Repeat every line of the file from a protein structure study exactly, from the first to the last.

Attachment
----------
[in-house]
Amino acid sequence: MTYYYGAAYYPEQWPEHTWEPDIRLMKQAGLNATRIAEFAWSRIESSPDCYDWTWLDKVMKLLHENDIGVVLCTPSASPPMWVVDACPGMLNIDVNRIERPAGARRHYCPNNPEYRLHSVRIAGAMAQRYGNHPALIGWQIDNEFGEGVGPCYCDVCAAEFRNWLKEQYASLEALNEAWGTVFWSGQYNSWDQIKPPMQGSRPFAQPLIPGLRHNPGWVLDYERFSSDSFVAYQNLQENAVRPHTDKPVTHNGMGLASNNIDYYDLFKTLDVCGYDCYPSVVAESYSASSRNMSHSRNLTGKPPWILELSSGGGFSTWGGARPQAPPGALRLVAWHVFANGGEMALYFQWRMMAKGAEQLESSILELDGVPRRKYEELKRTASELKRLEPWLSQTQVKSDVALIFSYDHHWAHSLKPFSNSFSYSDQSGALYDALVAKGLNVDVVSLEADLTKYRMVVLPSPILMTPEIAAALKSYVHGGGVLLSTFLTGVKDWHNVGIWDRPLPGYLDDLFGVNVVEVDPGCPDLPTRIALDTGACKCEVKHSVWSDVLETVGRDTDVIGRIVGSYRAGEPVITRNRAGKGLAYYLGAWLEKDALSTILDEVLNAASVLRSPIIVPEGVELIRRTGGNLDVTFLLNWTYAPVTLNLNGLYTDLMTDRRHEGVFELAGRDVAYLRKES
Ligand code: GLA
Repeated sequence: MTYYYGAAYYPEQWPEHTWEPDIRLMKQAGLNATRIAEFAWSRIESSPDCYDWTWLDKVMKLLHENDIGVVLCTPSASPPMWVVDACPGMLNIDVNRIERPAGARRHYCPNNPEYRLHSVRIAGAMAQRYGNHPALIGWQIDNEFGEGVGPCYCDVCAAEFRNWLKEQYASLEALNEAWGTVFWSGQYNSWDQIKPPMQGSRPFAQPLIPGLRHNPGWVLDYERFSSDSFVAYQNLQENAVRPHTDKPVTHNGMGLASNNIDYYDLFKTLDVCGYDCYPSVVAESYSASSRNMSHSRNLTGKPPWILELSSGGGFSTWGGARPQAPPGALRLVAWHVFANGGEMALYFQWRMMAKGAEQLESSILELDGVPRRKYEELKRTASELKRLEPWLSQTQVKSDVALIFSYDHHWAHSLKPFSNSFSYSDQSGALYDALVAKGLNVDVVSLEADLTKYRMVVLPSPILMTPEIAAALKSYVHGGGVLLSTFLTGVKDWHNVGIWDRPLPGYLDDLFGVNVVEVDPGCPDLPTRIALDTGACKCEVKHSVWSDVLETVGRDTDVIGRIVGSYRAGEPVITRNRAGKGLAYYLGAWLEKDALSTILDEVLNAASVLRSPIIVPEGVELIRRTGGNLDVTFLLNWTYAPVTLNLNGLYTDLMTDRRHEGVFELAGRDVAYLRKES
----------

[in-house]
Amino acid sequence: MTYYYGAAYYPEQWPEHTWEPDIRLMKQAGLNATRIAEFAWSRIESSPDCYDWTWLDKVMKLLHENDIGVVLCTPSASPPMWVVDACPGMLNIDVNRIERPAGARRHYCPNNPEYRLHSVRIAGAMAQRYGNHPALIGWQIDNEFGEGVGPCYCDVCAAEFRNWLKEQYASLEALNEAWGTVFWSGQYNSWDQIKPPMQGSRPFAQPLIPGLRHNPGWVLDYERFSSDSFVAYQNLQENAVRPHTDKPVTHNGMGLASNNIDYYDLFKTLDVCGYDCYPSVVAESYSASSRNMSHSRNLTGKPPWILELSSGGGFSTWGGARPQAPPGALRLVAWHVFANGGEMALYFQWRMMAKGAEQLESSILELDGVPRRKYEELKRTASELKRLEPWLSQTQVKSDVALIFSYDHHWAHSLKPFSNSFSYSDQSGALYDALVAKGLNVDVVSLEADLTKYRMVVLPSPILMTPEIAAALKSYVHGGGVLLSTFLTGVKDWHNVGIWDRPLPGYLDDLFGVNVVEVDPGCPDLPTRIALDTGACKCEVKHSVWSDVLETVGRDTDVIGRIVGSYRAGEPVITRNRAGKGLAYYLGAWLEKDALSTILDEVLNAASVLRSPIIVPEGVELIRRTGGNLDVTFLLNWTYAPVTLNLNGLYTDLMTDRRHEGVFELAGRDVAYLRKES
Ligand code: GLA
Repeated sequence: MTYYYGAAYYPEQWPEHTWEPDIRLMKQAGLNATRIAEFAWSRIESSPDCYDWTWLDKVMKLLHENDIGVVLCTPSASPPMWVVDACPGMLNIDVNRIERPAGARRHYCPNNPEYRLHSVRIAGAMAQRYGNHPALIGWQIDNEFGEGVGPCYCDVCAAEFRNWLKEQYASLEALNEAWGTVFWSGQYNSWDQIKPPMQGSRPFAQPLIPGLRHNPGWVLDYERFSSDSFVAYQNLQENAVRPHTDKPVTHNGMGLASNNIDYYDLFKTLDVCGYDCYPSVVAESYSASSRNMSHSRNLTGKPPWILELSSGGGFSTWGGARPQAPPGALRLVAWHVFANGGEMALYFQWRMMAKGAEQLESSILELDGVPRRKYEELKRTASELKRLEPWLSQTQVKSDVALIFSYDHHWAHSLKPFSNSFSYSDQSGALYDALVAKGLNVDVVSLEADLTKYRMVVLPSPILMTPEIAAALKSYVHGGGVLLSTFLTGVKDWHNVGIWDRPLPGYLDDLFGVNVVEVDPGCPDLPTRIALDTGACKCEVKHSVWSDVLETVGRDTDVIGRIVGSYRAGEPVITRNRAGKGLAYYLGAWLEKDALSTILDEVLNAASVLRSPIIVPEGVELIRRTGGNLDVTFLLNWTYAPVTLNLNGLYTDLMTDRRHEGVFELAGRDVAYLRKES